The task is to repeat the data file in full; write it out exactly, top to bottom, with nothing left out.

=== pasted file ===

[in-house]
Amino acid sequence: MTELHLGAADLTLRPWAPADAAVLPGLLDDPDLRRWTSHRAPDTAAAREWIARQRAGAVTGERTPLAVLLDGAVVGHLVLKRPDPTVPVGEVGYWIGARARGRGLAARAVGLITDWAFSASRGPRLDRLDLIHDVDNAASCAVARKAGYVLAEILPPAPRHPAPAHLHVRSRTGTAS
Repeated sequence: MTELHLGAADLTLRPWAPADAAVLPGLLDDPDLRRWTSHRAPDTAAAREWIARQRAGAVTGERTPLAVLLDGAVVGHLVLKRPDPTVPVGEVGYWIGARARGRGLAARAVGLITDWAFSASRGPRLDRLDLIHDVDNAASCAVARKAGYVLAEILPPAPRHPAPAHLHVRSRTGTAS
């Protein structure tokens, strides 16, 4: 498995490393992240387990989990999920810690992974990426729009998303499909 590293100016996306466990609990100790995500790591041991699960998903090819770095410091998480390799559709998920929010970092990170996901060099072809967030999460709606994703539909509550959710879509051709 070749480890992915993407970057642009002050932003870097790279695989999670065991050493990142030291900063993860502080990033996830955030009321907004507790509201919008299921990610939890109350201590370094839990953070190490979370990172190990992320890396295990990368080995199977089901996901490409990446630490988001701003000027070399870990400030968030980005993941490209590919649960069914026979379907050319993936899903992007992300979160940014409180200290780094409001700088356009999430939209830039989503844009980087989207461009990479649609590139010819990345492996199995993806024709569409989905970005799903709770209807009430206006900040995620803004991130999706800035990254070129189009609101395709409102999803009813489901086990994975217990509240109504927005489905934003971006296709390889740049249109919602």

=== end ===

[in-house]
Amino acid sequence: MTELHLGAADLTLRPWAPADAAVLPGLLDDPDLRRWTSHRAPDTAAAREWIARQRAGAVTGERTPLAVLLDGAVVGHLVLKRPDPTVPVGEVGYWIGARARGRGLAARAVGLITDWAFSASRGPRLDRLDLIHDVDNAASCAVARKAGYVLAEILPPAPRHPAPAHLHVRSRTGTAS
Repeated sequence: MTELHLGAADLTLRPWAPADAAVLPGLLDDPDLRRWTSHRAPDTAAAREWIARQRAGAVTGERTPLAVLLDGAVVGHLVLKRPDPTVPVGEVGYWIGARARGRGLAARAVGLITDWAFSASRGPRLDRLDLIHDVDNAASCAVARKAGYVLAEILPPAPRHPAPAHLHVRSRTGTAS
């Protein structure tokens, strides 16, 4: 498995490393992240387990989990999920810690992974990426729009998303499909 590293100016996306466990609990100790995500790591041991699960998903090819770095410091998480390799559709998920929010970092990170996901060099072809967030999460709606994703539909509550959710879509051709 070749480890992915993407970057642009002050932003870097790279695989999670065991050493990142030291900063993860502080990033996830955030009321907004507790509201919008299921990610939890109350201590370094839990953070190490979370990172190990992320890396295990990368080995199977089901996901490409990446630490988001701003000027070399870990400030968030980005993941490209590919649960069914026979379907050319993936899903992007992300979160940014409180200290780094409001700088356009999430939209830039989503844009980087989207461009990479649609590139010819990345492996199995993806024709569409989905970005799903709770209807009430206006900040995620803004991130999706800035990254070129189009609101395709409102999803009813489901086990994975217990509240109504927005489905934003971006296709390889740049249109919602």